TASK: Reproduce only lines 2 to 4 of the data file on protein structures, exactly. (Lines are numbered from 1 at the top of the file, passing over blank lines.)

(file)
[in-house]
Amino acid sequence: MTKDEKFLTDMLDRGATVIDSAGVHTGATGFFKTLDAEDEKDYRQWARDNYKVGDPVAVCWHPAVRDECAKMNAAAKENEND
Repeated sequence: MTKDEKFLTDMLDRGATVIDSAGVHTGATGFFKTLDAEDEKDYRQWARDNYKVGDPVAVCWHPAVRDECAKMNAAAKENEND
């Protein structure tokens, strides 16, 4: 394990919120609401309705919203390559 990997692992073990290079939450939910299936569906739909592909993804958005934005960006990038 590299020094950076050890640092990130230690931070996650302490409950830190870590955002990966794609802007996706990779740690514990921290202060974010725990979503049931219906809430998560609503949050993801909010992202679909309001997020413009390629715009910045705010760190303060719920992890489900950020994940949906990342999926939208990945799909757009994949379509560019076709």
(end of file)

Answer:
Amino acid sequence: MTKDEKFLTDMLDRGATVIDSAGVHTGATGFFKTLDAEDEKDYRQWARDNYKVGDPVAVCWHPAVRDECAKMNAAAKENEND
Repeated sequence: MTKDEKFLTDMLDRGATVIDSAGVHTGATGFFKTLDAEDEKDYRQWARDNYKVGDPVAVCWHPAVRDECAKMNAAAKENEND
């Protein structure tokens, strides 16, 4: 394990919120609401309705919203390559 990997692992073990290079939450939910299936569906739909592909993804958005934005960006990038 590299020094950076050890640092990130230690931070996650302490409950830190870590955002990966794609802007996706990779740690514990921290202060974010725990979503049931219906809430998560609503949050993801909010992202679909309001997020413009390629715009910045705010760190303060719920992890489900950020994940949906990342999926939208990945799909757009994949379509560019076709």